I’ve heard it in various forms from many different corners. “Oh, literature is just too depressing.” “The difference between literary fiction and romance? Love stories in lit fic all end uphappily.” Stick around enough message forums and blogs, or simply talk to enough readers and you’ll hear variations on that theme. Then there are the the literary fiction “guidelines” Robin Uncapher wrote for AAR back in 2007, which definitely skewer certain authors and book trends rather aptly. But is all of it really that depressing for a romance reader?
I don’t read literary fiction all the time, but I’ll go on my occasional forays beyond the familiar genre fiction shelving. True, there are beautifully written but also tragic books such as The English Patient or Bel Canto, books full of ponderous words and perhaps an amount of pretension which seems to have an inverse correlation with the amount of actual plot action, and then there’s stuff that I quite frankly think is absolute dreck(Why do they shelve Nicholas Sparks with literary works? Why, why, why?) Continue reading
Ever had one of those frustrating weeks where you just don’t get to curl up with a book as much as you’d like to? Yeah, me too. My day job pretty well ate my life last week and had me sitting in traffic all over northern Virginia as I went from appointment to appointment. On the plus side, I did get to catch up on blog reading in between all of the mad dashes and I found some interesting stuff over the past few days.
I like to read Jezebel every now and again because some of their writers do offer useful perspectives on women’s lives and they can be very supportive of women’s choices, history, literature and so on — except when they’re not. My general reaction to reading this article which somehow takes the idea of Jane Austen having both highbrow and lowbrow appeal and conflates it to the notion that her books are basically well-written Twilight. The author also takes care to get in a few slaps at modern romance authors, making sure to note that, “it goes without saying that Austen is way wittier and more talented than her modern day counterparts.” Continue reading
If you are not a fan of the 1960’s western television show, The Virginian , then this title means nothing to you. As a caregiver for an aging relative, I can almost repeat all the dialogue. One episode opens as a young woman and her mother are traveling out west to visit relatives. On the train, the young woman is reading a dime novel featuring the western hero, Deadeye Dick. When an older man saves her from falling off her horse after tumbleweeds spook him, just like Deadeye Dick saved Bessie Burton, she has her hero. Throughout the episode the mother understands that her daughter’s impressionable age is to blame rather than the dime novels and never forbids her the joy of reading them. While watching the show, I wondered how today’s mothers guide their daughters’ reading choices through the immense choices available.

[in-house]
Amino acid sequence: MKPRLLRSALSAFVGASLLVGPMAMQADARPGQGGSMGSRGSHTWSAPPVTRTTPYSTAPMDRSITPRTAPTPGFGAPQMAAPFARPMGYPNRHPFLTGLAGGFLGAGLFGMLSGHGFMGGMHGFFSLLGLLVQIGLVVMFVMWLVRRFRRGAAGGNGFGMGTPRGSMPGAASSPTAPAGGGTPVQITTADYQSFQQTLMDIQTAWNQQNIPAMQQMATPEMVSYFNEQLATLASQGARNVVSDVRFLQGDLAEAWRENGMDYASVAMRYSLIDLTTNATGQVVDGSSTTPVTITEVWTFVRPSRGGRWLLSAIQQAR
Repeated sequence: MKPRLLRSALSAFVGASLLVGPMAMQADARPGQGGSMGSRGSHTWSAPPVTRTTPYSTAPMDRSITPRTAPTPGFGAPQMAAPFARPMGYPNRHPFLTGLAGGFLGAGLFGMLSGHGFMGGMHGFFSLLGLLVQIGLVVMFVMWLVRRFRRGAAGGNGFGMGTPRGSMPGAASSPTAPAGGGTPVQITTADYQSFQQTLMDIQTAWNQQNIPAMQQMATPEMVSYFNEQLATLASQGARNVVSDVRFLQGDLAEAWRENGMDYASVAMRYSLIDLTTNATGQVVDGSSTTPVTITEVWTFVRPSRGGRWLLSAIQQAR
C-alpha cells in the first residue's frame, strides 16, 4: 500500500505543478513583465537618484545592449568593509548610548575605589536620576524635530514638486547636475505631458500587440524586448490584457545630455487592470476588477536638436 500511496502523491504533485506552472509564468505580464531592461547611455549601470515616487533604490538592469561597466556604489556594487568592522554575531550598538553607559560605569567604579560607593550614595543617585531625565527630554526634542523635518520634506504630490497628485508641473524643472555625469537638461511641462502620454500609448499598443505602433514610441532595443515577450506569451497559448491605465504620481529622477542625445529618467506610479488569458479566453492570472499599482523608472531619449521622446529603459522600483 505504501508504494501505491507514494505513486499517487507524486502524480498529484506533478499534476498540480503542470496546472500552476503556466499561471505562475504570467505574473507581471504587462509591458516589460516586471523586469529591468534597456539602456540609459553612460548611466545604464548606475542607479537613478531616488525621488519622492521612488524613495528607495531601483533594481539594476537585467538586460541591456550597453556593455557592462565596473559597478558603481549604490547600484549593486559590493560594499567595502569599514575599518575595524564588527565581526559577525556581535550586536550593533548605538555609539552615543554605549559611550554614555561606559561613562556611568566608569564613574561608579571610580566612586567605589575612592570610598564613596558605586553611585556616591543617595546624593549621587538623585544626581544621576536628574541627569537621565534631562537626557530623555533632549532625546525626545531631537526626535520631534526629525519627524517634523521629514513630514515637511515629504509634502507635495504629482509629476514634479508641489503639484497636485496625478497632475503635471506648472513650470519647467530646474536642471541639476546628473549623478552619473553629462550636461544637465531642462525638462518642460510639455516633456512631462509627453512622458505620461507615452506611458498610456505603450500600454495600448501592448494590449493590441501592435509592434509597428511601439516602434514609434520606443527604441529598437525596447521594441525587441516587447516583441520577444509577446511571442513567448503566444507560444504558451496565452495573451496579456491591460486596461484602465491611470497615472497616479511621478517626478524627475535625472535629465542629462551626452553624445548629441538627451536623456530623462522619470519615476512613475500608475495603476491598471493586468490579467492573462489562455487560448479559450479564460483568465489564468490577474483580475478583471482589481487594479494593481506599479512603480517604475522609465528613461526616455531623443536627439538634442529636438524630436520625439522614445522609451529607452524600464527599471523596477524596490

During an internet search, I saw that Wikipedia touts Samuel Richardson’s popular 1740 novel Pamela, or Virtue Rewarded as one of the first romance novels. From Jane Austen to serial romances in women’s magazines, from Georgette Heyer to Mills and Boon and finally the explosion of the genre with Kathleen Woodiwiss’s The Flame and The Flower, young girls today have a myriad of choices available to them. And even if your daughter or niece is not interested in romance now, the chance of her wanting to read one in her adolescence is very high, especially with books like Twilight being made into movies. I eased into reading romance books while in my early teens. Like many readers here, my introduction to this genre started with Harlequin romance and Georgette Heyer. While I had an aunt who disapproved, my mother never censored my reading, and we had a long history of loving the same types of books.
Recently, I reread Thornton Wilder’s The Ides of March. It’s a book I’ve read with great pleasure before; this time I was particularly struck by the way the relationship between the poet Catullus and society lady Clodia is portrayed. He loves her with all his heart and writes great poems to her and about her; she sometimes admits him as her lover and spends time with him before jilting him again in favor of a rival. The novel leaves no doubt that Clodia is cruel and capricious; however, at this reading, I suddenly felt that I understood her right to jilt him, and her urge to do so. In spite of the undoubted depth of Catullus’ feelings, it is quite clear that Clodia does not feel as deeply for him. Yes, she might have treated him with far less cruelty, as Caesar points out to her, in ending the affair. But for the first time, my reaction as a reader was sympathy with her desire to regain her autonomy in the face of Catullus’s overwhelming love and of his general wonderfulness.